The issue of the entry of Imāmite/Twelver Shīʿism into Iran is one of the most controversial issues in the History of Islamic Sects.
According to the established general opinion, it is after the Safavids that the Shī’ite groups in question became the dominant thought in Iran. Before, they were only a minority. However, this study reveals that Imāmite Shīʿism was not a minority to be underestimated even before the Safavids. The introduction of Imāmism/Twelve Shīʿism into Iran runs parallel to the formation of the Shīʿite Imāmite ḥadīth literature that was produced in Qum in the second phase of its configuration. The first phase was inaugurated by the introduction of some extremist doctrines in Kufa of Iraq and then discussion of them by such theologians as Hishām bin al-Ḥakam and ʿAlī bin Mītham al-Tammār in such centers as Kufa and Baghdad. The Arabs of Yemenite origin who immigrated from Kufa to Qum carried the lore formed in the former to the latter. This Qum-centered Shīʿism in Iran made progress in some areas that were in contact with Kufa and Baghdad. To speak in very general terms, Qum’s becoming the center of Imāmite Shīʿism in Iran starts in the late third/ninth century. In this period, the followers of Imāmite Shīʿism seemed to exist in the region of Nishabur (Sabzevar and Tus), as well as in Ahwaz and the coasts of Fars. Towards the end of the fourth century, Imāmism made some progress in Tabaristan, Daylam, Jurjan, Hamadan, Ray, Azerbaijan, and, though to a lesser degree, in some parts of Transoxiana. By the end of the fifth/eleventh century, such towns as Kashan and Abeh (Aveh) near Qum had become followers of Imāmism, their population having possibly increased in Ray. By the sixth/twelfth century, they had grown even more to acquire the majority in Ray, gaining a considerable number of followers in Qazvin, Mazandaran, and Tabaristan (Sari and Uram) in the north and in Astarabad and Jurjan in the northeast. In the seventh/thirteenth century, when the Ilkhanates came into power, the Imāmite Shīʿites began to appear in Isfahan, too, maintaining their control of Ray in which, being one of the largest cities of the time, they reached majority one century earlier; in further east, they reached Herat and Balkh, which are located in the territory of present- day Afghanistan. In fact, Imāmite Shīʿism held ground in the first place in Qum and the neighboring area, as well as the region of Nishabur, never shrinking after it held ground over there. In answer to the question of whether Shīʿism retreated in any regions, Azerbaijan and Hamadan are possible to be mentioned; however, they are not clearly so. Although the names Azerbaijan and Hamadan may be given in response to the question “whether there were regions that could be considered as a regression in some periods in this process?”, it is not entirely clear to what extent this answer reflects the truth.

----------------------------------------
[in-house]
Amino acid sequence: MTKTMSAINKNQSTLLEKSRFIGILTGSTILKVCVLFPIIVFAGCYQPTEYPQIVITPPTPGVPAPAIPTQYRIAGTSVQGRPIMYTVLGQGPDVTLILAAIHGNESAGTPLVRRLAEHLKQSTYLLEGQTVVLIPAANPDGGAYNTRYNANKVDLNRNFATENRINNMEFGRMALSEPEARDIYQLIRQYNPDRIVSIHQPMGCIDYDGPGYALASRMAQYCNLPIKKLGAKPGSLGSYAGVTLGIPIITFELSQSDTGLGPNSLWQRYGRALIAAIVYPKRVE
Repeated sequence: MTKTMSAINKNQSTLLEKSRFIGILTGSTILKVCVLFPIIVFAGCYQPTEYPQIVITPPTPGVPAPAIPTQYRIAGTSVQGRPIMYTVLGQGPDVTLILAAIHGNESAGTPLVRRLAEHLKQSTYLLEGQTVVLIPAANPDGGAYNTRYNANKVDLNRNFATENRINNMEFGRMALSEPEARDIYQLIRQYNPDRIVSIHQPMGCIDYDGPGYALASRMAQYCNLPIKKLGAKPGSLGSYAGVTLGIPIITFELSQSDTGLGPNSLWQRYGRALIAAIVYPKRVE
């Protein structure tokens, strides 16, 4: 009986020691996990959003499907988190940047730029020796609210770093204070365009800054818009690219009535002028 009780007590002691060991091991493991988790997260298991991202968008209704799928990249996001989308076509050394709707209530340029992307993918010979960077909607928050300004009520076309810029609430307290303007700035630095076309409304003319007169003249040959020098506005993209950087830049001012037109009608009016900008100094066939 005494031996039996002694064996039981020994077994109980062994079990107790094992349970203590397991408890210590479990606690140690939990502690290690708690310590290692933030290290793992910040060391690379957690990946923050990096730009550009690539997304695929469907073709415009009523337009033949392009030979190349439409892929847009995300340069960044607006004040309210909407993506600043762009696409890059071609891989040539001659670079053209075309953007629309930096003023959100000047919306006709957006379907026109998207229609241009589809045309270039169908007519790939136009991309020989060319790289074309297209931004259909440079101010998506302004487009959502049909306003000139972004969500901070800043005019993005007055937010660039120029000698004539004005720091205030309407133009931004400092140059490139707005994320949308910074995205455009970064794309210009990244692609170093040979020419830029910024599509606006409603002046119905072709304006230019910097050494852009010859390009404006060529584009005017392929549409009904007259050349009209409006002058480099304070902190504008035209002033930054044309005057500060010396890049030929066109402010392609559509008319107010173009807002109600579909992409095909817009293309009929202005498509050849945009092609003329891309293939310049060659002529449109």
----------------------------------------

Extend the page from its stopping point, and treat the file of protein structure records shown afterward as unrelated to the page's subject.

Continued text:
Title: The Origins of Twelver Shīʿism in Iran
Author(s): Cemil Hakyemez
Published in: Turkish Journal of Shiite Studies
The Origins of Twelver Shism in Iran